Member Reviews - Escape to Freedom v1.1
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Sun 28th Aug 2005
By David Whyld - See all my reviews
In a retro mood? Suffering pangs of nostalgia for the more straightforward and simple type of text adventures of the 80ís that were more about the finding of treasure and less about exploring the vagaries of the human mind? Welcome to Escape To Freedom, a port of a game originally written in 1989 for the Commodore 64 by one Mario Moeller. No, Iíd never heard of him either, and while I played a lot of text adventures back then, Iíd never heard of Escape To Freedom either.
You play the part of a World War II bomber, shot down over enemy territory and forced to crash land. After that, itís a case of trying to find your way back home before the enemy grab hold of you and subject you to whatever unpleasantness World War II bombers get subjected to when they fall into enemy hands. Nothing very nice I suspect.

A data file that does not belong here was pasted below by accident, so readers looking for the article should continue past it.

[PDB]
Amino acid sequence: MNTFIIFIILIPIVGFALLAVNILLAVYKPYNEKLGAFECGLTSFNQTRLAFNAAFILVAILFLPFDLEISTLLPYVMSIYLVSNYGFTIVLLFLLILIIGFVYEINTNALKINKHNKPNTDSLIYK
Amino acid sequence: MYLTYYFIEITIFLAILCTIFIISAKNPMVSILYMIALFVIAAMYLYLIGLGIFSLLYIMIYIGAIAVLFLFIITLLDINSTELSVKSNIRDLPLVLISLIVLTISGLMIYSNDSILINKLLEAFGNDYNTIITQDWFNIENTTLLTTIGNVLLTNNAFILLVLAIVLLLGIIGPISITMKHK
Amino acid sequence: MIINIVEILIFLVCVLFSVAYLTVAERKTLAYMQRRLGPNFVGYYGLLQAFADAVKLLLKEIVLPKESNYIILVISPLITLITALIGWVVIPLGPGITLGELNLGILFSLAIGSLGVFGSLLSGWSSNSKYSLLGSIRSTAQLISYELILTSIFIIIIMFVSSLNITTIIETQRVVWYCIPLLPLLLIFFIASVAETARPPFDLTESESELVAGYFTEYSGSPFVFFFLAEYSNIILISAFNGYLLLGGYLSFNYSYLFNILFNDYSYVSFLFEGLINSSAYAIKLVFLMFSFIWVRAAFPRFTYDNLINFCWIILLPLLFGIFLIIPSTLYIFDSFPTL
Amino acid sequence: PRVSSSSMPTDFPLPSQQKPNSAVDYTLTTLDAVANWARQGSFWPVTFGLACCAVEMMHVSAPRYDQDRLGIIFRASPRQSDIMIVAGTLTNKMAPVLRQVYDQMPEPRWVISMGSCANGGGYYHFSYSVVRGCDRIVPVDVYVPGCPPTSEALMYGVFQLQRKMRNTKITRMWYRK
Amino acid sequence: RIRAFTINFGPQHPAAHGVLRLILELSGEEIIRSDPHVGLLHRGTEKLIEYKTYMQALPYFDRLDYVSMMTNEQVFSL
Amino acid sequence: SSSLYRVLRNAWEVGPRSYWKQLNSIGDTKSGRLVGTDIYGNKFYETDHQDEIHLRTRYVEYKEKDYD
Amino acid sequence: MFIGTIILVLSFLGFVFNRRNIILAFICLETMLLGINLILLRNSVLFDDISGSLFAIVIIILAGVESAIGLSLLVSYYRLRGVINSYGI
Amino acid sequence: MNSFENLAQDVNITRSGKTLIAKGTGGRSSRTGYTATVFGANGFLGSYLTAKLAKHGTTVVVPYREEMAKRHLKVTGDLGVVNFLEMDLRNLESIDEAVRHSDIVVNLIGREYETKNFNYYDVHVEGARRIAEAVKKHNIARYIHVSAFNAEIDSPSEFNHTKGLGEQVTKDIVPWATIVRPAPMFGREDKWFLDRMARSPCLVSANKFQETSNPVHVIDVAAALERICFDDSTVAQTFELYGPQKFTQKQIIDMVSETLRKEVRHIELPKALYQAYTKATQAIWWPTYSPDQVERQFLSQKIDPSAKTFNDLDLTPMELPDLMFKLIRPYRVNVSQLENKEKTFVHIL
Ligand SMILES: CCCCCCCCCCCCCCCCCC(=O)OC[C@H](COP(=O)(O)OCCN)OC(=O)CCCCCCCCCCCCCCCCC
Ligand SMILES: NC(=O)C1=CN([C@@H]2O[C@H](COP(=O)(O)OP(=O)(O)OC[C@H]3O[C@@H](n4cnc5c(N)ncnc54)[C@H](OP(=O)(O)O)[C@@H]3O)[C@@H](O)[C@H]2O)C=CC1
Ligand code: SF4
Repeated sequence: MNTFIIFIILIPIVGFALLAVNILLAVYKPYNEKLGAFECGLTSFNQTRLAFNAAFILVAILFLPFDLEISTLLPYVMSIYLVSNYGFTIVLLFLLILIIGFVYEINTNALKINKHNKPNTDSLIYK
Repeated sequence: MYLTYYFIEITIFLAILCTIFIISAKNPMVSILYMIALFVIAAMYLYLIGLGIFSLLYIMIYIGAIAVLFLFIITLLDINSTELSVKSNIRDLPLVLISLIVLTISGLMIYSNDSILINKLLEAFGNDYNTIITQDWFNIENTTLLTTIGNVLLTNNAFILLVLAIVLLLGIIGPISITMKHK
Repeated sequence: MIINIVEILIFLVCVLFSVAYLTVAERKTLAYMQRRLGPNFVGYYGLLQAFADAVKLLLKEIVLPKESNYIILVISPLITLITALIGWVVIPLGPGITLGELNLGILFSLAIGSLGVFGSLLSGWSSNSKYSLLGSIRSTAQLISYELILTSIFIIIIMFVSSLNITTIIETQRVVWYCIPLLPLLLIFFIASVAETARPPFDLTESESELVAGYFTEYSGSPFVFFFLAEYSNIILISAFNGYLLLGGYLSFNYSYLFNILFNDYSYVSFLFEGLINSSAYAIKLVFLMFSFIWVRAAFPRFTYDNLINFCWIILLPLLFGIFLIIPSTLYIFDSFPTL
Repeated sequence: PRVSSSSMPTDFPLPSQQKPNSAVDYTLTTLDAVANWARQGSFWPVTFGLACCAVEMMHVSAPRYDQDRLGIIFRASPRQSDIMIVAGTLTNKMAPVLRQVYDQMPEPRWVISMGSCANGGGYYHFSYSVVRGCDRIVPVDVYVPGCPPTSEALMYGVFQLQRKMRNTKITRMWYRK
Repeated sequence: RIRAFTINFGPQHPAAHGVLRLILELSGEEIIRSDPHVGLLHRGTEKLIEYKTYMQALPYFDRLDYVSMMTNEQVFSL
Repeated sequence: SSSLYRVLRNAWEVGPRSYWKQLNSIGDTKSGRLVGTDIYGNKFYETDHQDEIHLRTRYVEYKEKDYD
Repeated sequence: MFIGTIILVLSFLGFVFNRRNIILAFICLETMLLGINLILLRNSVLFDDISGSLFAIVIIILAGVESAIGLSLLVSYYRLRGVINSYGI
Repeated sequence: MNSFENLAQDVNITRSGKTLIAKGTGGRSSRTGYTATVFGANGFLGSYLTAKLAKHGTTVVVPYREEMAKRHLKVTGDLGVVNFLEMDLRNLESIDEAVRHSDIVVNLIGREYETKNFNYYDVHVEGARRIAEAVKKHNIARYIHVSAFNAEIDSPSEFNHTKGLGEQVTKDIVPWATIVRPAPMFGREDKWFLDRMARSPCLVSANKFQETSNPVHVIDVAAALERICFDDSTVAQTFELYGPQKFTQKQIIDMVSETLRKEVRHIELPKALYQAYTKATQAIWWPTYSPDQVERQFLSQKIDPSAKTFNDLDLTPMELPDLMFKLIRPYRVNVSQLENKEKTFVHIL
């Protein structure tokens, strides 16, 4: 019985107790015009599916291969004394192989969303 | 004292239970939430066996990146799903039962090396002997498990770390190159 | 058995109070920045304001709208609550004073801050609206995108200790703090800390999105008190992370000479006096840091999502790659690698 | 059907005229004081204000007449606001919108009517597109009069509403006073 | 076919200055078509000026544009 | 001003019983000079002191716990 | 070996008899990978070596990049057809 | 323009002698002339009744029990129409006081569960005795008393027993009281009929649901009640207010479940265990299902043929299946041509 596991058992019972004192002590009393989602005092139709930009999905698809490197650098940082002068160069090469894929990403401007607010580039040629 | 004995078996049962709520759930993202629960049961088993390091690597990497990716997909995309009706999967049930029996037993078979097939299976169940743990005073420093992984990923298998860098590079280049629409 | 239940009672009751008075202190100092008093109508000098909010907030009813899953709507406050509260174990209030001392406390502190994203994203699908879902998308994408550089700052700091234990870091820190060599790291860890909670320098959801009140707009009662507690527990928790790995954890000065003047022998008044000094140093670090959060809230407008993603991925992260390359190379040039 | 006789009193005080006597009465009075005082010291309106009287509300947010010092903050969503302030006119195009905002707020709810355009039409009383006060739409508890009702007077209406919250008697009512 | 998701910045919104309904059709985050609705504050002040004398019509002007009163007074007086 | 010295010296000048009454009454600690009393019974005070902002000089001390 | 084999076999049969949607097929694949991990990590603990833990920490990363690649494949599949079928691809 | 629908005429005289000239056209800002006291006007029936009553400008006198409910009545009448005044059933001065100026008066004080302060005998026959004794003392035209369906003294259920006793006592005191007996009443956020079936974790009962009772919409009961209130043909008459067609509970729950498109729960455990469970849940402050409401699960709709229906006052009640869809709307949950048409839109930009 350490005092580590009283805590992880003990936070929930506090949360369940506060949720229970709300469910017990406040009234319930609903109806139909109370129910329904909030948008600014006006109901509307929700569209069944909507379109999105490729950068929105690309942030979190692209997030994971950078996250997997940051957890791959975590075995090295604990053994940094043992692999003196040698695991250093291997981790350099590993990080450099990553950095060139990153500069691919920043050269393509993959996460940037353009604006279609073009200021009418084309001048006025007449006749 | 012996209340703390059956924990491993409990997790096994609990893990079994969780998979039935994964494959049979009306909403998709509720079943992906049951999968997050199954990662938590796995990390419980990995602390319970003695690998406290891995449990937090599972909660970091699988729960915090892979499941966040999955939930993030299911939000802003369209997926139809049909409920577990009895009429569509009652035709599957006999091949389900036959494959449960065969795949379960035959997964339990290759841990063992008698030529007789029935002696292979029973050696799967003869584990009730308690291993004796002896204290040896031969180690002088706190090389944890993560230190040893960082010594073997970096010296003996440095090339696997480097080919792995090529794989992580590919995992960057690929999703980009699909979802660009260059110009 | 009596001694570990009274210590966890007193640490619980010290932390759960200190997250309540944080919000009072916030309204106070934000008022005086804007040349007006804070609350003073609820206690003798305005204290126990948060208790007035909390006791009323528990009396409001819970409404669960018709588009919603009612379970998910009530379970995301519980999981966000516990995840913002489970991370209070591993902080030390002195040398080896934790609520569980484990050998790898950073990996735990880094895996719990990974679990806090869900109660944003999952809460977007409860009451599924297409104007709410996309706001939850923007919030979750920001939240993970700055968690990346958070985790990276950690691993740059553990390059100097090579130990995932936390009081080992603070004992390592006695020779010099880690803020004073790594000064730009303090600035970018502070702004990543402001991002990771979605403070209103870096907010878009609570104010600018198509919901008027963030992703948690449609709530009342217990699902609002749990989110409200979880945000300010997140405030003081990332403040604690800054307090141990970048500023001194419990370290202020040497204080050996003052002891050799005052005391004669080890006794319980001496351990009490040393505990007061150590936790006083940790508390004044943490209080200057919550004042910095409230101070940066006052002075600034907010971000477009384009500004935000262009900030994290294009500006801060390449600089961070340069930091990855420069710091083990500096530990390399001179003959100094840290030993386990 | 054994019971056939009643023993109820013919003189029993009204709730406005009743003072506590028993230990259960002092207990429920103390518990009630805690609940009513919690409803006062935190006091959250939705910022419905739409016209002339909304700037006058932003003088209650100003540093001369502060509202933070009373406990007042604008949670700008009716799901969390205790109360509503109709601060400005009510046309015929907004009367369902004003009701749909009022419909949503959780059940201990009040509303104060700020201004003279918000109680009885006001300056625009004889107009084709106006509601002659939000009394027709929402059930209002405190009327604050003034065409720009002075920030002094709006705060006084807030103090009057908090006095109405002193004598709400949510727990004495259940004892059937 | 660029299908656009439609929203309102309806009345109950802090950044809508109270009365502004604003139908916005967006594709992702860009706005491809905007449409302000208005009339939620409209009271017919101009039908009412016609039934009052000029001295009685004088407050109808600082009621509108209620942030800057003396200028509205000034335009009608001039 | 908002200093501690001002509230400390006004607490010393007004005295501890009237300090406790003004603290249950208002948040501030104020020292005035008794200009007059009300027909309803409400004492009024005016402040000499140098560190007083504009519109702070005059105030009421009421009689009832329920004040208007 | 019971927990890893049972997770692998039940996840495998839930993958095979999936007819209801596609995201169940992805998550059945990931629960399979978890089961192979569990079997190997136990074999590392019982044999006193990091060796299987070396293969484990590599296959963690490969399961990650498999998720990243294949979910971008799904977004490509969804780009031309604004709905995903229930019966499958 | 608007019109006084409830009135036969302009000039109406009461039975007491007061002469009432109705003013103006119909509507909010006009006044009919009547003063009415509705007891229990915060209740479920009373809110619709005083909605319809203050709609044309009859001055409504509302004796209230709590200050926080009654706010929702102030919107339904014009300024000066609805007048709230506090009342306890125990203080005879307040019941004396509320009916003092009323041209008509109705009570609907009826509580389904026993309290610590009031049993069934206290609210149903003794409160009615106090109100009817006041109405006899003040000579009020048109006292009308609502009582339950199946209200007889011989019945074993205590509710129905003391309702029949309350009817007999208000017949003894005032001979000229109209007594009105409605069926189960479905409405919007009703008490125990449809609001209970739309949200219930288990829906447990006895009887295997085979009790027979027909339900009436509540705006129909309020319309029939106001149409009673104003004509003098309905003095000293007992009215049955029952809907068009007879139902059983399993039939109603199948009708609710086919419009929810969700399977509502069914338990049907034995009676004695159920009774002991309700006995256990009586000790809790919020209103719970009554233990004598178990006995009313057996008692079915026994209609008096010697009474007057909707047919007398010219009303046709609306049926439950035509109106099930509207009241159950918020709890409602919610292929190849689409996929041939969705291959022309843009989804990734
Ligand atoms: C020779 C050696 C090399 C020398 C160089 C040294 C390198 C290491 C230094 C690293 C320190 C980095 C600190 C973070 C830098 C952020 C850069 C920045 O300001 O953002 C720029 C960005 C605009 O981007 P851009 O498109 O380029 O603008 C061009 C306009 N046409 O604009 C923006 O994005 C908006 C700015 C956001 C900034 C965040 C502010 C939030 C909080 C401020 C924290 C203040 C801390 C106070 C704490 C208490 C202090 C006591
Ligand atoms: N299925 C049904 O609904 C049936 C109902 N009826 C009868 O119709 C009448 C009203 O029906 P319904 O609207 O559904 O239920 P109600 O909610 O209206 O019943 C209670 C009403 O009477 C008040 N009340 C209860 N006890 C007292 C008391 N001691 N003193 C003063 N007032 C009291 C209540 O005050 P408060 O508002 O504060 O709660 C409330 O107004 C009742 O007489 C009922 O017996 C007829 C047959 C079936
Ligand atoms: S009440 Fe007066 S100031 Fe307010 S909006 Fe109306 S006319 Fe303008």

Without having played the original Ė one of the many that passed me by in the Golden Age of Text Adventures Ė itís difficult to say how accurate a port this game is. There are the obvious differences that hit you straight off Ė text adventures these days go for a miniscule font whereas ones back in the good olí days had a larger font. Why? Beats me. The game feels retro, though. Descriptions are brief without ever seeming rushed, telling you what you need to know without resorting to anything too flowery. Part of me likes this sort of thing Ė it brings back fond memories of text adventures as they used to be Ė whereas another part longs for more fleshed out descriptions. In the original game the descriptions had to be brief and to the point as the game was written with the Commodore 64, and 64KB of RAM just isn’t a huge amount for a full size game to fit into. In the modern age, with memory restrictions so huge as to be virtually non-existent, the descriptions could certainly have been fleshed out.